The Globe Building is significant for its role in the maritime history of the Great Lakes as a manufacturer of marine steam engines for freight and passenger vessels. Detroit Dry Dock Engine Works - and Detroit Shipbuilding Company, which acquired the company in 1899 - built a complex of buildings on the site of what is now the Outdoor Adventure Center.
Six buildings made up the engine-building plant of the Dry Dock Engine Works. The first of the buildings, a steel-frame and brick machine shop, was erected in 1892 at the corner of Orleans and Atwater streets. After the Detroit Shipbuilding Company dissolved in the late 1920s, the former engine-building plant was used by a small stove manufacturer, by the Detroit Edison Company for appliance repair, and lastly by a machinery wholesale firm, the Globe Trading Company. The Globe Trading Company had its sign on the building as early as 1966.
During the 1930s, the Detroit Police Department used Dry Dock #2 as a boat launch for the capture of rumrunners. Henry Ford worked at Detroit Dry Dock Engine Works from 1880-1882 as an apprentice machinist, learning the skills associated with his first love, steam-powered engines. Later he would turn to experiments with gasoline engines and their ability to power a horseless carriage.
To learn more about the history of the Globe Building and Detroit Dry Dock Engine Works complex, visit http://www.loc.gov/pictures/collection/hh/item/mi0680/.
Late 1990's - Under Governor Engler the State and the Department of Natural Resources commit to creating an outdoor recreation presence along the Detroit riverfront.
2004 - The DNR invests over $5 million from the Michigan State Waterways Fund to renovate Tri-Centennial State Harbor (St. Aubin Harbor).
2007 - The DNR and the City of Detroit execute a long-term lease agreement to create Tri-Centennial State Park and Harbor. This is Michigan's first urban state park, with 31 acres on the Detroit riverfront. During lease negotiations, the DNR attempts to include the Globe Building, as a future interpretive center. They are unsuccessful.
2009 - The DNR invests over $5 million into development of the Tri-Centennial lowlands park, a wetland that demonstrates effective treatment of urban surface runoff from surrounding properties. The park is William G. Milliken State Park and Harbor.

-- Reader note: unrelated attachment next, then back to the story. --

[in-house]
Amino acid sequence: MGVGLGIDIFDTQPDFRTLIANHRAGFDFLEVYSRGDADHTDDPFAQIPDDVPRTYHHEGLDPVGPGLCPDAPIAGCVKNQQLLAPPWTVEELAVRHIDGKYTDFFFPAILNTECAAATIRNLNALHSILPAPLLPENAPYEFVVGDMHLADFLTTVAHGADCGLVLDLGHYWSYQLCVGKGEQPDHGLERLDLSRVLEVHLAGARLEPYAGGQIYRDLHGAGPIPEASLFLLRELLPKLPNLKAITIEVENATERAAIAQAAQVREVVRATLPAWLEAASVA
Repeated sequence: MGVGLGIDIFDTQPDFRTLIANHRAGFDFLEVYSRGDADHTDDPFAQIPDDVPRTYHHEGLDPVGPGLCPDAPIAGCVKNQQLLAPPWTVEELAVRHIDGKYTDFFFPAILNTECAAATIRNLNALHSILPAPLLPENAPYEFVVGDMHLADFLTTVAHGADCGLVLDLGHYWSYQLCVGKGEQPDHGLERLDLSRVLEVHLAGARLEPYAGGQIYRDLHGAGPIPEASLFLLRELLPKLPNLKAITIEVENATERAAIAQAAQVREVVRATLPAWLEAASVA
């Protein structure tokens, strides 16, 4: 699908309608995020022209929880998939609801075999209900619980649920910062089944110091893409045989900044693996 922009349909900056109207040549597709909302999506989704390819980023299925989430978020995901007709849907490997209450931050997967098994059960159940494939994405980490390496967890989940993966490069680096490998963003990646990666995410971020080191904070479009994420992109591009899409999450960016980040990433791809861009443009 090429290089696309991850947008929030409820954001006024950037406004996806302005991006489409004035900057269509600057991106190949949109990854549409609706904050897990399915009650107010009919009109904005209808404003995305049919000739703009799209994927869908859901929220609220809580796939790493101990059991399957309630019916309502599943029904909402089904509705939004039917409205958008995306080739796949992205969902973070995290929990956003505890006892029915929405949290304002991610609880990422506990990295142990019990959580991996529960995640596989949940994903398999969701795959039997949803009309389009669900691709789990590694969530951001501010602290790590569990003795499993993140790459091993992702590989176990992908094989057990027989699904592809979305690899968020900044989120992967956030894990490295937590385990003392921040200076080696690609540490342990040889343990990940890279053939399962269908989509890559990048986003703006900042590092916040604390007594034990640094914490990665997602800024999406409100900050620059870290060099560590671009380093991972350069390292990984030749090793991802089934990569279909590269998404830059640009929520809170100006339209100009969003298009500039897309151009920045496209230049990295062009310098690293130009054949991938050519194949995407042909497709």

October 2010 - The DNR begins a partnership with The Roxbury Group to look at potential building partners and a plan for Globe Building redevelopment.
2011 - The DNR awards three grants to buy the Outdoor Adventure Center, easements along the waterfront and three to six properties or easements along the Detroit riverfront. There is flexibility to get more parcels.
2012 - The DNR exhausts known entities for OAC partnership, and determines to reduce the building footprint to meet DNR needs only (estimated to be 43,000 square feet). Based on the developer/owner's detailed estimate, the cost to the DNR would be $11 million. The building cost is actually more, $12.8 million, which includes brownfield development tax credits that the developer agrees to apply to the project.
February 2013 - The DNR executes a purchase agreement with the developer to buy the building without exhibits. They pan to ask for exhibits from many sponsors/partners.
Late 2013 - The DNR is not successful at securing exhibit partners. The building completion timeline creates an urgency to secure exhibit funds. The developer hires a professional fund developer. The DNR agrees to have $2.5 million of exhibits installed in the building using part of the Trust Fund grant monies.
April 2014 - Final cost to complete exhibits is $5 million.
June 2015 - The DNR and the Belle Isle Conservancy execute an agreement to have the Belle Isle Aquarium operate the OAC's aquarium. This includes transitioning fish from the wild.
June 2015 - Exhibit contractor completes the exhibits.
July 16, 2015 - OAC Ribbon Cutting event.
July 20, 2015 - OAC opens to public.
2016 - In its first full year of operation the OAC saw 100,000 visitors.